As we write in the opening of Chapter 7, “London liked to portray itself as a loyal, royal city”; furthermore, when they were not opposing the Crown and its ministers, Londoners liked to turn out for royal coronations, entries, weddings, funerals and, more recently, jubilees. The idea of celebrating a royal jubilee publicly is a relatively recent one, both because modern monarchs have tended to live and reign longer than their predecessors and because they have more need to play to their subjects. The first public jubilee celebration took place in 1809-10 on the fiftieth anniversary of George III. But as he was blind and half mad at the time, his family members had to stand in for him. In 1887 Queen Victoria was a more active participant in her Golden and Diamond Jubilees, not least because of a need to show herself to her public after years of closeted mourning for Prince Albert.
Queen Elizabeth II has been a far more public monarch than Victoria was, but given the continuing bad economic news, there is still a sense that the British people could use a party. This year’s Jubilee took place over the extended Bank Holiday weekend of June 1-5 and I was there to see it. Specifically, I was in England to speak at the Conference on the Making of the Modern Monarchy at Kensington palace and to act as academic spokesperson for the launch of The Royal Establishments Online, the household admissions registers held in the Royal Archives at Windsor. But I also plunged into the crowd for Thames Diamond Jubilee Pageant on June 3rd; the lighting of a Jubilee Beacon in Ipswich; Suffolk on the 4th; and the Carriage Procession and Balcony Appearance on the 5th.
So what did I see? First, London looked great, decked out in Union Jacks and red, white and blue bunting, the shops bulging with royal Jubilee souvenirs: the usual cups, plates, etc. but also special commemorative packaging for items like bread, candy, etc. Restaurants offered special Jubilee menus and desserts. The weather was less cooperative: Queen Victoria was usually lucky in her weather but Elizabeth II’s big events (her wedding in 1947; the coronation in 1953; and now her Diamond Jubilee in 2012) have been dogged by rain.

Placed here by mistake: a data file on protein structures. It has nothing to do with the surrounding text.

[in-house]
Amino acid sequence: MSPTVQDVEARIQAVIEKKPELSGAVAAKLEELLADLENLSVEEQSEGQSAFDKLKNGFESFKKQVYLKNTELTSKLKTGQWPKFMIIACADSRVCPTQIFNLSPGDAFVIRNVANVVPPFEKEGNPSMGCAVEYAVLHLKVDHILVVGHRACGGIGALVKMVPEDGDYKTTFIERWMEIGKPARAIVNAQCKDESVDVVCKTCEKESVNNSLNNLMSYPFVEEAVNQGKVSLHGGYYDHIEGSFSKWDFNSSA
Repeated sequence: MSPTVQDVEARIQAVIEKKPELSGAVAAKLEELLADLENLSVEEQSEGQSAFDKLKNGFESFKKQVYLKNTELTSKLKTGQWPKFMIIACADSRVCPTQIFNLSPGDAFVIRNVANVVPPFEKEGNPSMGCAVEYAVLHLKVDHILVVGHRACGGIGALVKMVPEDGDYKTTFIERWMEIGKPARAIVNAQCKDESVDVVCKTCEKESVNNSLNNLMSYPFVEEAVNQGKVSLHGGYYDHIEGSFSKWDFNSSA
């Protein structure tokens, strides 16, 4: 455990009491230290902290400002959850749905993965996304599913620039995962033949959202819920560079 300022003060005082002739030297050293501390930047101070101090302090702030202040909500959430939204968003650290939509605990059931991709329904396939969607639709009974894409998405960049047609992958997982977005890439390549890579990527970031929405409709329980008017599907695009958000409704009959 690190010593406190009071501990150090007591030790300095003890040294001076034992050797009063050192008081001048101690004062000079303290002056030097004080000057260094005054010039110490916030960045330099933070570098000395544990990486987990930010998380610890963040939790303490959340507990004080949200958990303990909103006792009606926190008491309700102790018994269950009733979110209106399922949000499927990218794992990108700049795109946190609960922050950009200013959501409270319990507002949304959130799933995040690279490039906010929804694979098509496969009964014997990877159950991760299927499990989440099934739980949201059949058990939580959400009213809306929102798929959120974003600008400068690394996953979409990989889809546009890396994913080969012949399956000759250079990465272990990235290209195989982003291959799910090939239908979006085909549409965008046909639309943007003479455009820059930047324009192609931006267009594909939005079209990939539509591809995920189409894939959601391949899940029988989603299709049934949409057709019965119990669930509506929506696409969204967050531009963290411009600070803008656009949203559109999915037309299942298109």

But bad London weather is not enough to stop this Queen or her people: Perhaps the Jubilee image that most sums up her character and why the British people have come to so admire her so much is that of her standing continuously, for a total of four hours, in the launch that carried her in the water pageant. As a matter of royal etiquette, if the Queen stood for four hours, so must everyone else on the boat: It is not permitted to sit in the royal presence while she stands. As for her people, they, too, stood and braved the elements to see her, crowding along Bankside for the water pageant; flocking to town squares for the lighting of the beacons, and surging up the Mall in a pouring rain to see her at the balcony of Buckingham Palace. I was part of those crowds, but that does not mean that I was able to see much of the Queen: there so many people that it was difficult to catch a glimpse of the royal family. Still, for me the story was not so much the royals as their relationship with London, Londoners, and her subjects across the country. Anyway, to be part of that good-natured holiday crowd was both fun and a privilege.
Robert O. Bucholz and Joseph Ward are the authors of London: A Social and Cultural History, 1550-1750 (on sale July 24).
Check out pictures from Robert’s trip on Facebook.